This is the third production of Noises Off that I have seen, not including the 1992 film version, and it never ceases to amaze me. It’s a highwire act of a show requiring the actors to perfect the timing of everything down to the split-second. I was excited to see the show again as it’s a favorite, but I wasn’t sure how a community theater would pull off the elaborate set requirements and frankly, that timing. I’m happy to confirm this production is as good as any I’ve ever seen. This spectacular cast doesn’t miss a beat even when those beats begin to come at three beats per second. The New York Post wrote that Noises Off is “The funniest farce ever written” and they may be right. The only show that gives it a run for it’s money that I’ve seen is The Play That Goes Wrong. Interesting that each is center on a theatre production. Laugh for laugh, and for sheer entertainment you cannot top Noises Off at Lakeshore Players. If you aren’t laughing, check your pulse, I’m afraid you may be dead.
The play was written by Michael Frayn in 1982 inspired, according to Wikipedia, by watching a production of one of his earlier farces from the wings. He observed that it was even funnier backstage and resolved that at some point he should write a farce from behind the scenes. What is interesting and what makes the play work so well is that we see the first act of the play three times. The first is the Tech/dress rehearsal, where we see the play from the point of view of the audience. Frayn sets the first Act during rehearsal so that they can start and stop the play within a play. This serves two purposes, first we get to know the actors and their little idiosyncrasies and what their relationships are to each other. We have the usual humor about theatrical types and the frustration of the director trying to corral all of the elements to get through the show once before it actually opens to the public. The second reason is that by stopping and redoing lines of dialogue and discussing what is happening and why within the play, the plot and each characters blocking is cemented in the audience’s mind. It’s important that we have a clear understanding of what is happening onstage in Act 1, because during the intermission the set is completely rotated and we now see the performance four weeks in into the run from backstage. We have to know what is supposed to be happening onstage to really appreciate the humor of the shenanigans backstage where relationship dramas have much of the cast at each other’s throats. Finally after a second intermission in which the set is again rotated so we are seeing it from the audience’s point of view, we see an actual performance of the play three months into, and thankfully, near the end of it’s run. Again, if we didn’t have a clear understanding of what was supposed to be happening in the play within the play, we would be as lost as the poor fictional audience who is experiencing the play for the first time.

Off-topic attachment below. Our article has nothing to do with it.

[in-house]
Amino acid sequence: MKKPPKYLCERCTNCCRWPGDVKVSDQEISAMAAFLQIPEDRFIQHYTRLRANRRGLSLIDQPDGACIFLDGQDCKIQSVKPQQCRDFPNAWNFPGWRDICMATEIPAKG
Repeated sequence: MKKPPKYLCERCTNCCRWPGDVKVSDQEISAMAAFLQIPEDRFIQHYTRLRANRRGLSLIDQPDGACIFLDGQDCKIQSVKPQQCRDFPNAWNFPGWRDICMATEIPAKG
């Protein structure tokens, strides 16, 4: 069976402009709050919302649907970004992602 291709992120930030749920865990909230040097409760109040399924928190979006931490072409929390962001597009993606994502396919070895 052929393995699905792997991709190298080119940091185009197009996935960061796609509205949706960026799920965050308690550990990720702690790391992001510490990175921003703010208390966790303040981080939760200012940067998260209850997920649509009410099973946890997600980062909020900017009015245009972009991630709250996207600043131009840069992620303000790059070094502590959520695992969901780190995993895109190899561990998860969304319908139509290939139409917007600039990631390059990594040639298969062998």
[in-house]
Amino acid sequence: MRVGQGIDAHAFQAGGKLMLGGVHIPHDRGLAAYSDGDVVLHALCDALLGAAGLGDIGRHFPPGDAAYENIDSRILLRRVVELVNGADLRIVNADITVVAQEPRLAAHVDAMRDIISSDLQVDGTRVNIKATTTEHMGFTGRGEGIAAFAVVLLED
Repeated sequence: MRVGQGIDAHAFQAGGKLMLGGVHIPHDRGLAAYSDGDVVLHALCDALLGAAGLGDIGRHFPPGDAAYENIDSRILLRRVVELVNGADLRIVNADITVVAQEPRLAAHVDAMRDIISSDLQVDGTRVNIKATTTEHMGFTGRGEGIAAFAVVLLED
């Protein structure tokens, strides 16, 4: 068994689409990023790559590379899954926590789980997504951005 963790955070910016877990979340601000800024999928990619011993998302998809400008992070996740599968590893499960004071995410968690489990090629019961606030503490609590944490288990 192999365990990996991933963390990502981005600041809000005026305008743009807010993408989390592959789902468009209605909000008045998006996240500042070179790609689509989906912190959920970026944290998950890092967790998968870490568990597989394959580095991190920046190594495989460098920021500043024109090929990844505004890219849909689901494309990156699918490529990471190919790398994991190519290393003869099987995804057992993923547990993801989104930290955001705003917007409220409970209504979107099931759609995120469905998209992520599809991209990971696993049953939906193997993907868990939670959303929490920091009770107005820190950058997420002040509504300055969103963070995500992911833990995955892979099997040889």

With a true ensemble cast such as this you have to choose who was good and who was bad and leave not mention those in the middle or you’d have a ten page review. The problem with this cast is, nobody is bad, in fact nobody is even in the middle, they are all fantastic. So I’m just going to say something about a couple of the performers that did something a little unique from what I’d seen before. Jeffrey Nolan, who plays Tim the Stage Manager, is also the understudy for the male roles in the play brought a different kind of energy to the role. He gets some neat bits that are like silent comedy routines between acts and he plays the roles constant exhaustion in such a way that you feel the character will be scarred for life after this production. Waverly McCollum, plays Brooke the bombshell but inexperienced actress. McCollum plays her to great comic effect as if she’d been cashing in lobotomy coupons. She’s hilarious when just standing still, partly because she’s standing still eating her costume. All of the performers demonstrate a knack for physical comedy and comedic timing, but both Nolan and McCollum get a chance to raise it to another level. Watching Nolan try and set the stage with his last ounces of energy at the beginning of Act 3, or McCollum descend the stairs in Act 1 trying to avoid stepping on her lost contact lens, are moments of comedic brilliance.
Director Greta Grosch puts her comedic sensibilities as a member of Dudley Riggs Brave New Workshop to good use. The staging is fairly well laid out in the script for Noises Off, but it’s her sure sense of what will work character wise that makes this familiar show seem fresh and vibrant. Hats off to Dave Pust for his Set Design. Again, the set is fairly well set by the needs of the script, it varies very little from production to production so it’s in the execution that Pust’s talents shine through. The entire set breaks away into three sections so that it can be pulled apart turned around and reassembled facing the other way, which it does very smoothly and in full view of the audience. Grosch wisely has the actors stay in character whenever they can been seen between acts adding to the feel of a behind the scenes story. Alyssa Kraft’s Lighting Design complete with intentional miscues is spot on as are the props by Brandt Roberts, Costumes by Bronson Talcott, and Sound Design by Nathaniel Glewwe.
Noises Off runs through February 12th at Lakeshore Players Theatre for more information and to purchase tickets go to https://www.lakeshoreplayers.org/noises-off-2022
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